I hope that one day Nemaura products will be used worldwide to help combat diseases that currently kill thousands, simply for lack of sustainable vaccination programmes.
Protect your intellectual property
An important element of your market knowledge – irrespective of your product or sector – should be in the area of intellectual property (IP).
You need to be prepared to actively protect your own IP whilst not infringing someone’s existing rights.
The process can seem daunting and expensive, but your IP is a valuable asset that needs safeguarding. It raises your profile in the marketplace, enhancing your credibility, and boosting your market value whilst helping to attract funding.
What’s more, it’s difficult to attract investment if your technology is not protected. In the absence of IP protection, others are able to exploit the same ideas – diluting the commercial potential of your technology.
If IP is new to you, seek advice and support to ensure you get it right – rather than wish you had. In the field of medicine and medical devices it is imperative to secure IP, and all-the-more important to ensure this is done through professional patent attorneys to ensure the highest levels of protection.
Seek help and advice from those in the know
Know your strengths and surround yourself with people who complement them.
Don’t assume you know everything about every aspect of business – there’s no reason why you should. Everyone has their field of expertise. It’s important – particularly in the early days or if you diversify – to draw on the knowledge and experience of others.
It’s unlikely, for example, that you will have licensed technology to a global company before, and so having developed or embarked on a development, it’s important to seek the guidance of seasoned commercialisation and licensing experts to ensure you secure terms that are mutually attractive.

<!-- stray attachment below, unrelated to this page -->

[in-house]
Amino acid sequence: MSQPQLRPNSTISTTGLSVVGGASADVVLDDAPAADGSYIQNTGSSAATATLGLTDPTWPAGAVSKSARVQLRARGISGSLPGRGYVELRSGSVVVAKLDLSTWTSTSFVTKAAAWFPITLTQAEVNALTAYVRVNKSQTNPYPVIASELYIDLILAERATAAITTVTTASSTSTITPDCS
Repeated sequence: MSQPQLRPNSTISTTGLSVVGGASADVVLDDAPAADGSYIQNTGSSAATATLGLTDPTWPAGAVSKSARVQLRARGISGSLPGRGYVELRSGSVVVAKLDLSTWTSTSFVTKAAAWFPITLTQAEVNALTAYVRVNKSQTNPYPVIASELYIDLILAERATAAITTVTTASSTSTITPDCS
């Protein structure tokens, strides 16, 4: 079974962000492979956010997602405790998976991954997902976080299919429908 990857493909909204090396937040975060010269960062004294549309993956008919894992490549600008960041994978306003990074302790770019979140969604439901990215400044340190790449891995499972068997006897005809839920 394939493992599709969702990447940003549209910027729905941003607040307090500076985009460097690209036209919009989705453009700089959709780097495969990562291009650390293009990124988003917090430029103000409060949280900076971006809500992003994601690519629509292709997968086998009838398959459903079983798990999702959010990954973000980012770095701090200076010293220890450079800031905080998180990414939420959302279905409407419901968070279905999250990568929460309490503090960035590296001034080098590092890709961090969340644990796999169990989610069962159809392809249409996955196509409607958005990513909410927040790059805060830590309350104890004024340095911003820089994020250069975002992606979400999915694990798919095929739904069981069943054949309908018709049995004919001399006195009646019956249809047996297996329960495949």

Choose your business location carefully
Nemaura has been based in LUSEP’s innovation community since August 2015. It is a vibrant and enterprising environment and has excellent facilities. We have been able to build state-of-the-art laboratories here, and there is ample space for us to grow.
We also have very useful neighbours who have skills and knowledge to support our development. For example, Cresco Innovation which specialises in securing funding have helped us win Government grants to conduct proof of concept studies for our vaccine delivery system.
Being on the University campus, and part of the East Midlands’ life sciences cluster, also gives us access to expertise and a first-class recruitment pipeline. I believe that strong links with academia are essential to our product development activity. Our well-established links with academic researchers are invaluable when we need to revisit fundamental scientific principles.
To find out more about Nemaura, particularly if you are interested in licensing or collaborating on its innovative products, please visit www.nemaura.co.uk
Article written by Anna Leather of Loughborough University